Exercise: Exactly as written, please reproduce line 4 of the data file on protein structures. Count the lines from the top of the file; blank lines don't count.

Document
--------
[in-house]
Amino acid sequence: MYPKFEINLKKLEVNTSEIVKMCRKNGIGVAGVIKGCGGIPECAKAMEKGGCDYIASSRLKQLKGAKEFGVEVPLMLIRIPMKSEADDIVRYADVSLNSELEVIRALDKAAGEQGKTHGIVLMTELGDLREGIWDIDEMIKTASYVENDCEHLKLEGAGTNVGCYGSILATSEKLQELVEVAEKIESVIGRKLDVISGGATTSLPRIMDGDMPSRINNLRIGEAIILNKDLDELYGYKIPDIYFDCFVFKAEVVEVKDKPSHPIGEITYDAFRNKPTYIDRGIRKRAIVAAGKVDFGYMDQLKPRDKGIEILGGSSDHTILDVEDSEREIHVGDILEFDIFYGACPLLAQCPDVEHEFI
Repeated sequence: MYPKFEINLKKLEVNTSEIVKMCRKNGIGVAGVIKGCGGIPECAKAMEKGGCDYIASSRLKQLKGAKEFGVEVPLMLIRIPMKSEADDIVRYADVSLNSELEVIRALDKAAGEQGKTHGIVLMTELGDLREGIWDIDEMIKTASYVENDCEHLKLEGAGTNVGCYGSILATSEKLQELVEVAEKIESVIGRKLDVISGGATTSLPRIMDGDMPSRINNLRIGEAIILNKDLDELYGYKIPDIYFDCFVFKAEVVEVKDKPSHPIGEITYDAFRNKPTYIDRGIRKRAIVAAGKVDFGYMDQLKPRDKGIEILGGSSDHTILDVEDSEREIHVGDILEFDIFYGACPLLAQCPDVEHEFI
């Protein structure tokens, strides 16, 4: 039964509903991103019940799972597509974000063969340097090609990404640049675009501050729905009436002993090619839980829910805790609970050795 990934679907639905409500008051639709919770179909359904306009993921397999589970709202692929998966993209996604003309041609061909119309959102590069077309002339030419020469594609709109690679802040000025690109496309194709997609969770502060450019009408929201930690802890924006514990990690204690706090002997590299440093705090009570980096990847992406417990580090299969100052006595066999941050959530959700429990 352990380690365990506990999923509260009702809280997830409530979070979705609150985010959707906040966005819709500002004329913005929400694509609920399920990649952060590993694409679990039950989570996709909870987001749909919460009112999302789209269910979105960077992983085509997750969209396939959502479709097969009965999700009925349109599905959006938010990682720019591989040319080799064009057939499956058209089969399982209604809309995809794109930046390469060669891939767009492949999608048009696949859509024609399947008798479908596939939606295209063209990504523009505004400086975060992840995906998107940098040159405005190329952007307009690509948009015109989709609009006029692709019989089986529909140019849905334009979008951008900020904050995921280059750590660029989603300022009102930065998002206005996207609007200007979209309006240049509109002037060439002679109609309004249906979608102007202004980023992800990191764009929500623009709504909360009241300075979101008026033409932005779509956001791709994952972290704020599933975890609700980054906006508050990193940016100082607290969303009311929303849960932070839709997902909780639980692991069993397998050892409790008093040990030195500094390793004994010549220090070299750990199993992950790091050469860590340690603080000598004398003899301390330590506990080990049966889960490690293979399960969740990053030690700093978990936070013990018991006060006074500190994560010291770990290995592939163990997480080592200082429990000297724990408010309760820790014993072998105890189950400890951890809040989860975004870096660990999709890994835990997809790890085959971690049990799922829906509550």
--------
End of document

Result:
């Protein structure tokens, strides 16, 4: 039964509903991103019940799972597509974000063969340097090609990404640049675009501050729905009436002993090619839980829910805790609970050795 990934679907639905409500008051639709919770179909359904306009993921397999589970709202692929998966993209996604003309041609061909119309959102590069077309002339030419020469594609709109690679802040000025690109496309194709997609969770502060450019009408929201930690802890924006514990990690204690706090002997590299440093705090009570980096990847992406417990580090299969100052006595066999941050959530959700429990 352990380690365990506990999923509260009702809280997830409530979070979705609150985010959707906040966005819709500002004329913005929400694509609920399920990649952060590993694409679990039950989570996709909870987001749909919460009112999302789209269910979105960077992983085509997750969209396939959502479709097969009965999700009925349109599905959006938010990682720019591989040319080799064009057939499956058209089969399982209604809309995809794109930046390469060669891939767009492949999608048009696949859509024609399947008798479908596939939606295209063209990504523009505004400086975060992840995906998107940098040159405005190329952007307009690509948009015109989709609009006029692709019989089986529909140019849905334009979008951008900020904050995921280059750590660029989603300022009102930065998002206005996207609007200007979209309006240049509109002037060439002679109609309004249906979608102007202004980023992800990191764009929500623009709504909360009241300075979101008026033409932005779509956001791709994952972290704020599933975890609700980054906006508050990193940016100082607290969303009311929303849960932070839709997902909780639980692991069993397998050892409790008093040990030195500094390793004994010549220090070299750990199993992950790091050469860590340690603080000598004398003899301390330590506990080990049966889960490690293979399960969740990053030690700093978990936070013990018991006060006074500190994560010291770990290995592939163990997480080592200082429990000297724990408010309760820790014993072998105890189950400890951890809040989860975004870096660990999709890994835990997809790890085959971690049990799922829906509550």